I was forbidden to play with the retarded girl who lived next door in the dilapidated home with the empty underground pool, so I made a point of visiting Brandy every day my parents were out. Mom and Dad hired Wanda, an older-than-middle- aged, obese, laid back woman to watch me during the days mom spent time with brother Eric, and Dad was at work or traveling. The childcare consisted of Wanda sitting on the lime green sofa in front of the floor model TV while I walked around the neighborhood or played at Brandy’s. Brandy had three older brothers and a dad named Rex, who substitute taught in the elementary school. Their house was full of cob webs, dusty chess sets, and board games. We were a great team, and quick to activate the neighborhood scene with our walk-abouts…up and down the street.
One afternoon we created a backyard circus, and sold tickets to the neighborhood kids. We took the ladder down from my above ground pool so kids could swim, and collected all the pillows and blankets we could find. We scattered the pillows and blankets around the yard, and brought out as many of our board games, balls, stereos, tapes, puzzles we could manage. I closed the fence to my yard, and Brandy and I went on a canvass door to door. “The twenty five cent circus…was happening right now,” we said. Kids came, the event was a hit, but rumors spread, unfortunately making their way back to my parents, who once again forbade me to play with Brandy.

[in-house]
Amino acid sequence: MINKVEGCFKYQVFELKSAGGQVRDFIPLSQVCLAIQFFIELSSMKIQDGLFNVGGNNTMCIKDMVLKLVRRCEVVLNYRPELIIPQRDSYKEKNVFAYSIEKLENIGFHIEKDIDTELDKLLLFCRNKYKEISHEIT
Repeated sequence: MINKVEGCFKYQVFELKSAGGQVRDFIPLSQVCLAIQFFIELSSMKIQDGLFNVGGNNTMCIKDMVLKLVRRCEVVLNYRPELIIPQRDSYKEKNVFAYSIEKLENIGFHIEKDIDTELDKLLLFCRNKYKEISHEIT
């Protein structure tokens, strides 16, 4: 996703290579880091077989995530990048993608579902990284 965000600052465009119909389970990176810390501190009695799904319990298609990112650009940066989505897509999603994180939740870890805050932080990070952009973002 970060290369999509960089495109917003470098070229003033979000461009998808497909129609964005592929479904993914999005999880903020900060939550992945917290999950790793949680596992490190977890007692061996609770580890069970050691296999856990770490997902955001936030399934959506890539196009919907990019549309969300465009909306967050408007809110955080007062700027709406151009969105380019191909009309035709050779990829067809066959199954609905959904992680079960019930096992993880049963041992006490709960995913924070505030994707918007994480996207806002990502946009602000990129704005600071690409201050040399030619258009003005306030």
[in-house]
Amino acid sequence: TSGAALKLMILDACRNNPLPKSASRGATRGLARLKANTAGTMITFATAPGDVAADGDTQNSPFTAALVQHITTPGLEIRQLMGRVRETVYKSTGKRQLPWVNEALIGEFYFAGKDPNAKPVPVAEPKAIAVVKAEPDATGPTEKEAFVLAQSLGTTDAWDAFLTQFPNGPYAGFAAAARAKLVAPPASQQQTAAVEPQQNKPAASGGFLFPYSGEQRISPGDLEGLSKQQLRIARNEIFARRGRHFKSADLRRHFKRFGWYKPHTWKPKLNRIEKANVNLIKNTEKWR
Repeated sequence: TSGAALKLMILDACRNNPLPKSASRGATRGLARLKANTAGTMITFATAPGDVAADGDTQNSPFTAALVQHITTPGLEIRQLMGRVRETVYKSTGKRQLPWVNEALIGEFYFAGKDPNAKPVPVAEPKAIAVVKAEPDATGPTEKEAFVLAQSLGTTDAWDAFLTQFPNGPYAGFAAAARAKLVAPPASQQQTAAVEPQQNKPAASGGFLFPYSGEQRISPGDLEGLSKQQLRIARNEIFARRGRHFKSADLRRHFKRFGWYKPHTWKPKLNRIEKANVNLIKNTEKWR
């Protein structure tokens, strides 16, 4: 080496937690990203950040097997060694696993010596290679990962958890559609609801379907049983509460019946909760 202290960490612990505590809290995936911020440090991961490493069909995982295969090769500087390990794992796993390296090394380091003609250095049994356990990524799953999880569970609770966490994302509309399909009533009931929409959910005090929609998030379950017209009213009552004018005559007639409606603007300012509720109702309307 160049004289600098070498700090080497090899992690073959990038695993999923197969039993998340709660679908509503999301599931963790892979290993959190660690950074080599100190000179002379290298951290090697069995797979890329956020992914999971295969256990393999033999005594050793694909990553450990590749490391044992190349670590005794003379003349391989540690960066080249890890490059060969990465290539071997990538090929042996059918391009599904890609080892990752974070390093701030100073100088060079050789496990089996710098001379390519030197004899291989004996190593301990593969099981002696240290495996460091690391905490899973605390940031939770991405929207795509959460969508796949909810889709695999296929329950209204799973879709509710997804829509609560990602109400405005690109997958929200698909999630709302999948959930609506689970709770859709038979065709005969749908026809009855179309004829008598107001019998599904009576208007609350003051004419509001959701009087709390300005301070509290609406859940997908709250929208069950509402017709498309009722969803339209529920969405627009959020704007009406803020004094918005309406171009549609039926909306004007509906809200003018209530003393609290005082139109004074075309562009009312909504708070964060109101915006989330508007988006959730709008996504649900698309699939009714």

The second major neighborhood event may have been the cause of mom and dad deciding to move away from Creeklane Way, take me to see Dr. Clark, or both. Mission two: we walked the neighborhood circuit, I convinced Brandy to steal all the mail. I carried the bag of stolen mail. Our plan was to search for money. After taking all the mail, we sat in an enclave on the side of my house and tore open every piece. We found a bunch of papers that looked like trash, lots and lots of trash; we crumpled them up, and then, I found something good. A birthday card… with a five dollar bill, I ripped up the card and took the money. We stashed all the trash and mail behind cinder blocks. We had no intentions of covering our tracks any further.
I wonder what dad felt the moment he saw the entire neighborhood’s mail in a pile on the side of our house, I think I have a good sense. Later that evening, dad led me around the neighborhood, door to door with all the crumbled mail in my arms to apologize to every person on the street. He stood back on the road watching me, while I made the solo march up to every adult’s home. Knocking on doors,
“Here’s your mail, I’m the one who stole it.”
By Allison - Poplar Grove Muse
Tuesday, March 13, 2012